Interview: The Mistletoe Effect by Cate Ashwood

Although Christmas is his favorite time of year, all is not merry and bright for Danny Ellis. After being laid off and facing eviction, he’s eager to make a fresh start. When a friend mentions an opportunity in Sin City, he packs up and heads west. Unfortunately, plans run awry when his truck breaks down a little more than halfway there and he’s stranded in the cold with no money, nowhere to stay, and no way to get to Vegas.

‘Tis the season, but not for Merrick Holland, who loves being a part of the community in the small town of Rowley Bridge. Christmas has been a little tainted since his father died three years ago, and when people start to deck the halls, he withdraws. When Merrick finds a man asleep inside his bakery one morning, rather than call the police, Merrick makes him a cup of coffee, and after hearing his story offers him a job and a place to stay.

The two men strike up an unlikely friendship, but with Christmas only three weeks away, could a little holiday magic bring them together?

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Molly: What music, if any do you listen to when you write?
Cate: Before I had kids, I was a strictly silence-only writer. It was difficult for me to concentrate if there was any noise in the background, but since having a baby I’ve had to adapt. Now, more often than not, the music that plays is something like “Pup Pup Boogie” courtesy of Ryder and the Paw Patrol. Not the most ideal for getting into that romance mood, but if I waited for silence, I’d never get anything written!
Molly: Are you a full time writer, or part time writer?
Cate: Part time that feels like full time? I do have an EDJ, but the shifts I work are sporadic. Most of my time is spent wrangling my kid and I write a paragraph here or there when I can. Most days it feels like I’ve spent the entire day writing, when it’s probably only been a couple of hours broken up over the course of the day.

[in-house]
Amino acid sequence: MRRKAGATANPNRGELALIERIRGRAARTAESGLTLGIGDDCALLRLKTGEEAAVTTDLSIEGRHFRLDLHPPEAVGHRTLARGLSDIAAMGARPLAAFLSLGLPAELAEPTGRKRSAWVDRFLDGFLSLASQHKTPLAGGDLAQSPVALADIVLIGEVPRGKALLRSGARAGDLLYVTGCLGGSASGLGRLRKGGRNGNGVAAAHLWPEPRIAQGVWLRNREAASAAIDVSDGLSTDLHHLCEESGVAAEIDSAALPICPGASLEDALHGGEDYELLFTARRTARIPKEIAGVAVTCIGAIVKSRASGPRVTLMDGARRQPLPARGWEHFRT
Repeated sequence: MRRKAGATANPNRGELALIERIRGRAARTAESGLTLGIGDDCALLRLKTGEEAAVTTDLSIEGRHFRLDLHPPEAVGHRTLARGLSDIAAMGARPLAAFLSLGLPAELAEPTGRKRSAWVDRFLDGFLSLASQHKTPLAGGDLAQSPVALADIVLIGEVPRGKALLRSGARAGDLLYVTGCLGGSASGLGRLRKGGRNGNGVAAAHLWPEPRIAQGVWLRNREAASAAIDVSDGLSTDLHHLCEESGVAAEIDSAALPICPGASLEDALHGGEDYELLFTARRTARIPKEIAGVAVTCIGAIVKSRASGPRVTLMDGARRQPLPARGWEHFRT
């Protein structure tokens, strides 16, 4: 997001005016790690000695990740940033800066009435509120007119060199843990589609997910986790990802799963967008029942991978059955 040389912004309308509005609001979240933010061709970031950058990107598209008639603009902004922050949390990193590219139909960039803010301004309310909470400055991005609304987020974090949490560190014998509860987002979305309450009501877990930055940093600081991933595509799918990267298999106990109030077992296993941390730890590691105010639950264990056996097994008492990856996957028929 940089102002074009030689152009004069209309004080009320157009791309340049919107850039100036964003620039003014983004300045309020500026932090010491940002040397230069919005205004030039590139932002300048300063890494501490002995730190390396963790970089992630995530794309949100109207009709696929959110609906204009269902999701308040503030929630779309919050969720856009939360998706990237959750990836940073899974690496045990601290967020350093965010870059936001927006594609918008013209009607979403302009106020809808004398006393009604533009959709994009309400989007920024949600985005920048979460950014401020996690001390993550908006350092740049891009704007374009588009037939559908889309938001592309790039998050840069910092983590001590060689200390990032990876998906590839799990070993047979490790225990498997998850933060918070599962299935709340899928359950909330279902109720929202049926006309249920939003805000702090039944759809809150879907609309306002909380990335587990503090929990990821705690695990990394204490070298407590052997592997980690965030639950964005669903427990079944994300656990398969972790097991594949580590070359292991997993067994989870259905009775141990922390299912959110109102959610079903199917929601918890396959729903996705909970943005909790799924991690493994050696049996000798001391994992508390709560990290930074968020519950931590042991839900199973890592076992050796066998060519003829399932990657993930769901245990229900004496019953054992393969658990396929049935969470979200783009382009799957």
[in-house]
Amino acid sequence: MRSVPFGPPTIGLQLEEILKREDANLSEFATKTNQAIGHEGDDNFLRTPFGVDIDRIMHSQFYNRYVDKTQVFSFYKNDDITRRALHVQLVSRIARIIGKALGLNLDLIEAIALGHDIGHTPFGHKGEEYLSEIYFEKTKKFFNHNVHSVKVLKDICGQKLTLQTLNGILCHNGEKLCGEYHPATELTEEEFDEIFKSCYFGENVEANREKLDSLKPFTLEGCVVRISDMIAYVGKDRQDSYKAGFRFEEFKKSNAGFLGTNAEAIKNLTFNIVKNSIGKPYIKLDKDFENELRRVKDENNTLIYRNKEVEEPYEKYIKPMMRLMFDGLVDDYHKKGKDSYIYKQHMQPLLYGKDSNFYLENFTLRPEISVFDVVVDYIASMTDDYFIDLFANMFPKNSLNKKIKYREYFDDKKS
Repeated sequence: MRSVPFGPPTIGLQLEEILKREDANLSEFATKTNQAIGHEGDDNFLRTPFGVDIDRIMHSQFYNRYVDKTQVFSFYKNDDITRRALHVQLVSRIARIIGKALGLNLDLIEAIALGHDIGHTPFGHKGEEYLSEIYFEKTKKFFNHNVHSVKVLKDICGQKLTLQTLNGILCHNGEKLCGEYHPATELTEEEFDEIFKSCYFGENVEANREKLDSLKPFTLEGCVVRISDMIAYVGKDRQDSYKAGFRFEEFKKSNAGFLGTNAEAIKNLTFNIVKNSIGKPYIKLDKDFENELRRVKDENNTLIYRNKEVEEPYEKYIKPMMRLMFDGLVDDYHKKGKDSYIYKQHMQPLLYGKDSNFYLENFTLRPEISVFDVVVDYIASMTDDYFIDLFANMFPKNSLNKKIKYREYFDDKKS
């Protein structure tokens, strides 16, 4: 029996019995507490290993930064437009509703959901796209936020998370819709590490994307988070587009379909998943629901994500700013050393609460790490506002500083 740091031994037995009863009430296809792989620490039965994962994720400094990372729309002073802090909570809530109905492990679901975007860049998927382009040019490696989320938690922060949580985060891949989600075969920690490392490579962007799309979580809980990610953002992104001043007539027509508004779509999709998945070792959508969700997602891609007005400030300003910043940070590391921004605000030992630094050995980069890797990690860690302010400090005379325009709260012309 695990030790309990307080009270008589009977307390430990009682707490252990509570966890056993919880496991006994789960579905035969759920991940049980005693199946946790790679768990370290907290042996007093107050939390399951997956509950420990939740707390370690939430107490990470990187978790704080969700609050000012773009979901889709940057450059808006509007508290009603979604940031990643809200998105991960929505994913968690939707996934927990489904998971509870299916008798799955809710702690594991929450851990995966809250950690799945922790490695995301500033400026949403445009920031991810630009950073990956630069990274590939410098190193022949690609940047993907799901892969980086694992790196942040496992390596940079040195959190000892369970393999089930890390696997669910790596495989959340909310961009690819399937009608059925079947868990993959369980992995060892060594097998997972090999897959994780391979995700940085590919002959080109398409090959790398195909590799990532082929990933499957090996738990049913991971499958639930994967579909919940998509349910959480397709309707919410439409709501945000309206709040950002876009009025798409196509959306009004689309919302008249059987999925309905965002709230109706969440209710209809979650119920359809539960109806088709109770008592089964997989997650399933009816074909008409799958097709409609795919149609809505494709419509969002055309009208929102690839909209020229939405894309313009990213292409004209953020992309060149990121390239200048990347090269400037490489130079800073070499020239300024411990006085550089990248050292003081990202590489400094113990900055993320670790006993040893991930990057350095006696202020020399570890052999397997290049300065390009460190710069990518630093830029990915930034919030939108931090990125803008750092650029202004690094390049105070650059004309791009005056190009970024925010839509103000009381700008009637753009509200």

Molly: Do you hope to one day be a full time writer?
Cate: I would love to be a full time writer. Right now, with how little I actually work at the hospital, writing actually pays me more, so it’s not so much a financial thing as it is a time thing. I’m hoping (perhaps naively) that once the kids are in school, I’ll be able to fall into more of a writing routine that is closer to full time than it is now. That’s the dream, anyway.
Molly: Do you have a word count per day you try to hit?
Cate: For some reason 700 words is my magic number. If I can hit 700 words early in the day, I know I’m going to end up with a decent word count. It’s totally a stupid superstition thing. These days, 2,000-3,000 is a good number for me. The most I’ve written in one day was around 7,000.
Molly: When you finish writing a book, how long before you begin writing the next one?
Cate: I try to dive right into the next one every single time, and every single time it always takes me a few days. There’s a refractory period where my brain just does not function and if I sit down with the intention of writing, I’ll end up wasting a few hours messing around on the internet rather than doing anything productive. I probably should have learned by now that I need a few days off in between.

About Cate:
Cate discovered her love for books of all kinds early on, but romance is where her heart truly lies. She is addicted to the happily ever afters and the journey the characters take to get there. Currently residing in White Rock, B.C, Cate loves living just a stone’s throw from the ocean. When she’s not writing, she can be found consuming coffee at an alarming rate while wrangling her toddler, her husband, and their two cats.

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